For many of us, the word “melatonin” is enough to get us yawning — after all, it’s a hormone our bodies produce when it’s time to nod off. For this reason, it has been bottled up in supplement form (much to the relief of jetlagged travelers and sporadic sleepers). But skincare buffs could have a reason to make room for melatonin, too — albeit not in supplement form. When applied topically, melatonin might host a bevy of beauty benefits.
You may have noticed melatonin migrating from the supplement section at the drugstore to the shelves of Sephora®. This is because it holds promise as an antioxidant. In fact, some dermatologists think melatonin could join the ranks of vitamin C in the rolodex of effective free-radical fighters. “Some studies suggest melatonin may be as effective, if not more effective, than [current antioxidant] go-tos,” notes dermatologist Dr. Amelia Hausauer of Aesthetx Plastic SurgeryTM;. Similar to vitamin C, topical melatonin works to suppress UV-induced damage (which can accelerate age spots, wrinkles, etc.). According to NYC-based dermatologist Dr. Dennis Gross, “Melatonin neutralizes free radicals, and boosts the productivity of other antioxidants in your skin.”
In addition to its antioxidant prowess, melatonin can also help skin cell renewal. According to recent animal studies, “[Topical melatonin] promotes collagen production,” says Dr. Marko Lens, London-based dermatologist, plastic and reconstructive surgeon, and founder of Zelens® skincare line.
Despite its promise, though, topical melatonin application might not be for everyone — specifically those prone to hyperpigmentation. “There’s controversy,” confirms NYC-based dermatologist, Dr. Michelle Henry. “Although it is an antioxidant and potentially effective for anti-aging, melatonin may also stimulate melanocytes [melanin-forming cells], which would lead to an accentuation of dark spots.”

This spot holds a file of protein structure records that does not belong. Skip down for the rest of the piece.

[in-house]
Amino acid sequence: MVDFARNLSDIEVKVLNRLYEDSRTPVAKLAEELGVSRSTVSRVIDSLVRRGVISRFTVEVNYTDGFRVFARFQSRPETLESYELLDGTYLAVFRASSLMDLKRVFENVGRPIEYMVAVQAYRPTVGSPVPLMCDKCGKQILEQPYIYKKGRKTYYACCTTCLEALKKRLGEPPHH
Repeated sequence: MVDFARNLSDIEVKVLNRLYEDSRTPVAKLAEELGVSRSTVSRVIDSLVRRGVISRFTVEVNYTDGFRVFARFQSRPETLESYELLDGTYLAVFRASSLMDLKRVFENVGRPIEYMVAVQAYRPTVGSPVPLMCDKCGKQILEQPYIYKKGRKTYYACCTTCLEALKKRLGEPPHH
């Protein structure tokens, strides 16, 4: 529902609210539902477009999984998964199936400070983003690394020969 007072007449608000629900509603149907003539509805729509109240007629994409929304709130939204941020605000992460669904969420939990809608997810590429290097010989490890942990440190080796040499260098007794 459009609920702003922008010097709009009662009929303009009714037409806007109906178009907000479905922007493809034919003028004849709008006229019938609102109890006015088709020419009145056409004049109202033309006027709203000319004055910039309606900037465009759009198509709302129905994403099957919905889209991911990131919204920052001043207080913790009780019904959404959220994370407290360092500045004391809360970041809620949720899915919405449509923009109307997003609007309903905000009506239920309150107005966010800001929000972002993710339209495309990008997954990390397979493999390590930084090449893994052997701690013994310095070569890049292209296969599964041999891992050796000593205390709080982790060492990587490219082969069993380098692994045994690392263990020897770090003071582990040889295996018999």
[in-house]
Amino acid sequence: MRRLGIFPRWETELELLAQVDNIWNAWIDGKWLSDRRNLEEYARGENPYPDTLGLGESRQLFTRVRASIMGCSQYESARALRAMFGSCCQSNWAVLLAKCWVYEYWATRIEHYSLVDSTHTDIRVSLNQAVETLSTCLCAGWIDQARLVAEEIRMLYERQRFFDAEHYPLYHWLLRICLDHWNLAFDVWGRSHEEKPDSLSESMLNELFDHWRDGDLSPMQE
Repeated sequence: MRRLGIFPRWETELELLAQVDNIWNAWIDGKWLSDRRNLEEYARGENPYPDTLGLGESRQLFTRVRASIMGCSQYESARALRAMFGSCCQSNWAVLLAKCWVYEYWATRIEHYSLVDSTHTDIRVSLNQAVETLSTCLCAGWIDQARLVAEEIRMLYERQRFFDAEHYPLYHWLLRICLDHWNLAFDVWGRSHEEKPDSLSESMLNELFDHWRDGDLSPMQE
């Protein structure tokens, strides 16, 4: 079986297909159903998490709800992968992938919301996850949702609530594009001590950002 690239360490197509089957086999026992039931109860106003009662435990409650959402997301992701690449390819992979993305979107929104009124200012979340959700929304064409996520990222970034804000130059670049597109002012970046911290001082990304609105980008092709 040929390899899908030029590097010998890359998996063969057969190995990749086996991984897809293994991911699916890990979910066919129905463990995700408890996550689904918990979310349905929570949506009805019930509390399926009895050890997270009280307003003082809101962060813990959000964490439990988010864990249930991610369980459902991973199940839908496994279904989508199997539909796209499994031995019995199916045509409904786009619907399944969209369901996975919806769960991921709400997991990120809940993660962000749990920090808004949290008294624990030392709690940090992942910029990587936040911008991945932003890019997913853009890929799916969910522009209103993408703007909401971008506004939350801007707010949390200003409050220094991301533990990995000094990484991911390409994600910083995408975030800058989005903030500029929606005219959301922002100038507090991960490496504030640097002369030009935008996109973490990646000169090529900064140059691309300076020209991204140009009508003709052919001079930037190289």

But the jury is still out: Interestingly, there’s a contrary school of thought that believes melatonin can actively help lighten hyperpigmentation. Henry says she falls into this camp, believing that the antioxidant benefits outweigh the possible risk of added pigmentation. “In fact, [a small study noted] that melatonin may have efficacy against melasma, and even work to induce skin lightening,” she explains.
What everyone does agree on is melatonin’s ability to thwart UV damage and nasty free radicals — which are proven skin-agers.Keep reading to discover four melatonin-spiked products to add to your skincare regimen. (And in case you were wondering: no, applying melatonin to your skin will not make you sleepy.)
The Dr Dennis Gross® Dark Spot Sun Defense Broad Spectrum SPF 50 ($42) moisturizes, protects against damaging UVA and UVB rays. The addition of melatonin promotes your skin’s natural free radical defense systems to be on high alert.
The melatonin in the Zelens® Z MelatoninTM; Night Repair Serum ($220) is sourced from botanics like St. John’s Wort, Chinese liquorice, and thyme. And, in this formula, melatonin is just the start. A gentle PHA (called gluconolactone) lightly resurfaces, while hyaluronic acid hydrates. Expect a watery, lightweight texture that can be easily layered with a heavier overnight moisturizer.
Another p.m. product: ISDIN® Melatonik® 3-in-1 Night Serum ($150). This formula contains a trifecta of trendy and trusted hero ingredients. There’s melatonin, of course, which serves to stimulate protection against free radicals, pollution, and UV radiation. Then, there’s bakuchiol, a plant-based retinol alternative that’s had the beauty world abuzz recently. Last, but certainly not least, there’s Vitamin C, which rounds out this antioxidant powerhouse.
The PeterThomasRoth® Green ReleafTM; Therapeutic Sleep Cream ($65) contains melatonin, but that isn’t even the trendiest ingredient in this bright green gel. It’s also laced with cannabis sativa seed oil (a nourishing, antioxidant-rich ingredient that will not get you high). A 2% retinoid complex works to smooth lines, while colloidal oatmeal helps prevent any irritation.
[Editor's note: Retinol shouldn't be used by those who are pregnant, considering getting pregnant, or nursing. Please consult with your doctor before use.]
Dr. Michelle Henry is a paid Allergan® consultant.
Some complimentary products were provided to the author for the purpose of writing this article.
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